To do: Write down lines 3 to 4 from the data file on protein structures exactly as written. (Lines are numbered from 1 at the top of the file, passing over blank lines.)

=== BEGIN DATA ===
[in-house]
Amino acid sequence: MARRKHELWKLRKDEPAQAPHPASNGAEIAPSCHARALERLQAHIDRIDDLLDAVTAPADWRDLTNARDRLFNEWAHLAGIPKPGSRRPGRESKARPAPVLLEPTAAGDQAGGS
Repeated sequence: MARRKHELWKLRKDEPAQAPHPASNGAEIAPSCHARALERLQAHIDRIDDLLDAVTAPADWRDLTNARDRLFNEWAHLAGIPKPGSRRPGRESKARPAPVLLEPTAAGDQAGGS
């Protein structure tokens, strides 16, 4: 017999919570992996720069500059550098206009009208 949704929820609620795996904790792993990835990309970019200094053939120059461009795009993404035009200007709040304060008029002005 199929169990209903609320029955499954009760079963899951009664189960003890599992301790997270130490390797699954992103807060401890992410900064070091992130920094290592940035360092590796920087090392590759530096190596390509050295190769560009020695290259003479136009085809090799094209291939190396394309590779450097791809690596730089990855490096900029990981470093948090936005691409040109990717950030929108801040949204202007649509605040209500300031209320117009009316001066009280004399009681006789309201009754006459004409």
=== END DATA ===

Repeated sequence: MARRKHELWKLRKDEPAQAPHPASNGAEIAPSCHARALERLQAHIDRIDDLLDAVTAPADWRDLTNARDRLFNEWAHLAGIPKPGSRRPGRESKARPAPVLLEPTAAGDQAGGS
């Protein structure tokens, strides 16, 4: 017999919570992996720069500059550098206009009208 949704929820609620795996904790792993990835990309970019200094053939120059461009795009993404035009200007709040304060008029002005 199929169990209903609320029955499954009760079963899951009664189960003890599992301790997270130490390797699954992103807060401890992410900064070091992130920094290592940035360092590796920087090392590759530096190596390509050295190769560009020695290259003479136009085809090799094209291939190396394309590779450097791809690596730089990855490096900029990981470093948090936005691409040109990717950030929108801040949204202007649509605040209500300031209320117009009316001066009280004399009681006789309201009754006459004409």